Japan Cuisine Beats France as Michelin Adds Three to Top Tier
Three more restaurants in the Tokyo region won their third Michelin star today, taking the total for Japan to 32 after 15 were named in the west of the country last month. That compares to 25 in France in 2011.
Sushi Yoshitake in Tokyo joins the selection with three stars; Ryugin in Tokyo is promoted from two; and Koan in Shonan (Fujisawa) joins the selection with three. Thirteen more gain two stars, for a total of 57. They include a Korean venue, Moranbong, the first in the world to gain that status.
Another 54 establishments win a first star, raising the number in the Tokyo region to 219, Michelin said today in an e-mailed release. The guide is expanded this year to include the areas of Yokosuka, Hayama, Zushi, Fujisawa, Chigasaki, Hiratsuka, Oiso, Odawara and Yugawara for the first time.
The guide for France is published in February, at the end of the cycle of volumes, and it won’t be until then that comparisons may be made for the same year. In 2011, 25 French restaurants held three stars, 76 had two and 470 held one.
The same criteria are used for awarding stars whatever the country or city: product quality, preparation and flavors; the chef’s personality as revealed through his or her cuisine; value for money and consistency over time and across the entire menu, Michelin said. The criteria are adapted to each type of cuisine.
Three stars mean exceptional cuisine, worth a special journey; two are for excellent cooking, worth a detour; one denotes a very good restaurant in its category.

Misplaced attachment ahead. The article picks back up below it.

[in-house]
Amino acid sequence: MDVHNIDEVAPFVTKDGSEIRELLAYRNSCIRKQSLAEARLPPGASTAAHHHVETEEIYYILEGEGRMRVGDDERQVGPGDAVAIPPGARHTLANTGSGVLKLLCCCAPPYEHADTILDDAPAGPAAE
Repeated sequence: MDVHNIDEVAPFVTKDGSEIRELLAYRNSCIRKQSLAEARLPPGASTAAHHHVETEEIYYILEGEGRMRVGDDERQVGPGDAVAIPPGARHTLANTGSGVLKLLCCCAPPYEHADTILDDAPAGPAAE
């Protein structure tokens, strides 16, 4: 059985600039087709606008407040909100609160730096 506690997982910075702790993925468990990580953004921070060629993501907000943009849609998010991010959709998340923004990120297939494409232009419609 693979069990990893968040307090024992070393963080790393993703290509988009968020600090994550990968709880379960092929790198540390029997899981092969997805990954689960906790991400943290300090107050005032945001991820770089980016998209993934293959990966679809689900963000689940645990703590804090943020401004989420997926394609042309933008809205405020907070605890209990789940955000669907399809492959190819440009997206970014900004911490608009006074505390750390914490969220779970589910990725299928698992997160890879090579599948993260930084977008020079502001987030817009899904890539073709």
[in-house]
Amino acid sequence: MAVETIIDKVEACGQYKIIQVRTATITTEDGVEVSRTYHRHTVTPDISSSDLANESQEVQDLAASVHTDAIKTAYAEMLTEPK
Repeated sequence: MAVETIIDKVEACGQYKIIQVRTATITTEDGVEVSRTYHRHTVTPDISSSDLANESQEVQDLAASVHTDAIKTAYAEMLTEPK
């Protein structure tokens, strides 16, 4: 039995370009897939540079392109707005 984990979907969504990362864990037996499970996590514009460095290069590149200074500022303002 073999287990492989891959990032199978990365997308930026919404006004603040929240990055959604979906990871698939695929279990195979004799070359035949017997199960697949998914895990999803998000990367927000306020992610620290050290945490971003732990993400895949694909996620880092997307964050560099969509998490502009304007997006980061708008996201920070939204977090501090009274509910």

Michelin & Cie. (ML) is the world’s second-biggest tiremaker, after Bridgestone Corp. It produced its first guide in August 1900, distributed free of charge (until 1920) and intended for chauffeurs. The guide contained practical information, including street maps and tips on using and repairing tires.
“The Michelin Guide Tokyo Yokohama Shonan 2012” is available in Japanese and English and goes on sale in Japan on Dec. 2.
Three-Star Restaurants: Araki Azabu Yukimura Esaki Hamadaya Ishikawa Joël Robuchon Kanda Koan Koju Quintessence Ryugin 7chome Kyoboshi Sukiyabashi Jiro Honten Sushi Mizutani Sushi Saito Sushi Yoshitake Usukifugu Yamadaya
(Richard Vines is the chief food critic for Muse, the arts and leisure section of Bloomberg News. He is U.K. and Ireland chairman of the World’s 50 Best Restaurants awards. Opinions expressed are his own.)
To contact the editor responsible for this story: Manuela Hoelterhoff at email@example.com.